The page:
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Fire intensity and serotiny: response of germination and enzymatic activity in seeds of Pinus halepensis Mill. from southern Italy

Moya, Daniel, De las Heras, Jorge, Salvatore, Rossella, Valero, Edelmira, Leone, Vittorio
Annals of forest science 2013 v.70 no.1 pp. 49-59
Pinus halepensis, alpha-amylase, conifers, enzyme activity, fire intensity, germination, harvesting, heat, insulating materials, physiological response, proteinases, reforestation, seeds, Italy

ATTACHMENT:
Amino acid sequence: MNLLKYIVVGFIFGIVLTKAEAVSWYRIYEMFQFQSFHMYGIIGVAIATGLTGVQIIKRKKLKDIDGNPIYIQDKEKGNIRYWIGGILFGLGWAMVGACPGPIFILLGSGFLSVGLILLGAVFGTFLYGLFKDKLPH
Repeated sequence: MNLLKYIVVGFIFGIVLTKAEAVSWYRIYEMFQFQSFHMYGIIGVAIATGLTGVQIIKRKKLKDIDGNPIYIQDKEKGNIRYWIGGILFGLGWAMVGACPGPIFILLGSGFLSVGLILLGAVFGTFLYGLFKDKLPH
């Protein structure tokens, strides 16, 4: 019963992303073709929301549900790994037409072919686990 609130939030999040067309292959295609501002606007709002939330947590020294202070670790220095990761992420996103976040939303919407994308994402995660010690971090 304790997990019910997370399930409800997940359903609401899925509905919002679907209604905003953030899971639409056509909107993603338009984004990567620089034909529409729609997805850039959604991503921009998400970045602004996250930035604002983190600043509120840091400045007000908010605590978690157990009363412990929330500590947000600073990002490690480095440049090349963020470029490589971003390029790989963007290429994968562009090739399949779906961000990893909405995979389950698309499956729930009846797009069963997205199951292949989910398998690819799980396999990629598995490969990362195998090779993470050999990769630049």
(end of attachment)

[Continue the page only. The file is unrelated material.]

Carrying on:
• CONTEXT: The Mediterranean Basin is a fire-prone area. Pinus halepensis Mill. is a naturally growing conifer which is frequently used for reforestation and restoration as it displays some degree of adaption to fire. One of the traits conferring tolerance to fire is the frequent presence of serotinous cones that are thought to protect seeds from fire damage. • AIM: We checked for the physiological responses of seeds to different intensities of fire and related them to the degree of serotiny of the cones. • METHODS: Germination percentage, mean germination rate and enzymatic activity (α-amylase and protease) were recorded for seeds burned either free or enclosed in cones. We included as experimental factors the following: fire intensity, serotiny and time during which seeds were stored in cones after harvesting and germination stage. • RESULTS: Burned seeds (released and enclosed) developed in serotinous cones exhibited higher heat insulation. In released seeds, germination was decreasing according to increasing fire intensity, although we found differences depending on site, serotiny and time stored after harvesting. The enzymatic activity was also found to be related to serotiny and fire intensity. • CONCLUSION: Serotiny is an adaptive trait increasing the tolerance to fire which should be promoted in natural and restored populations.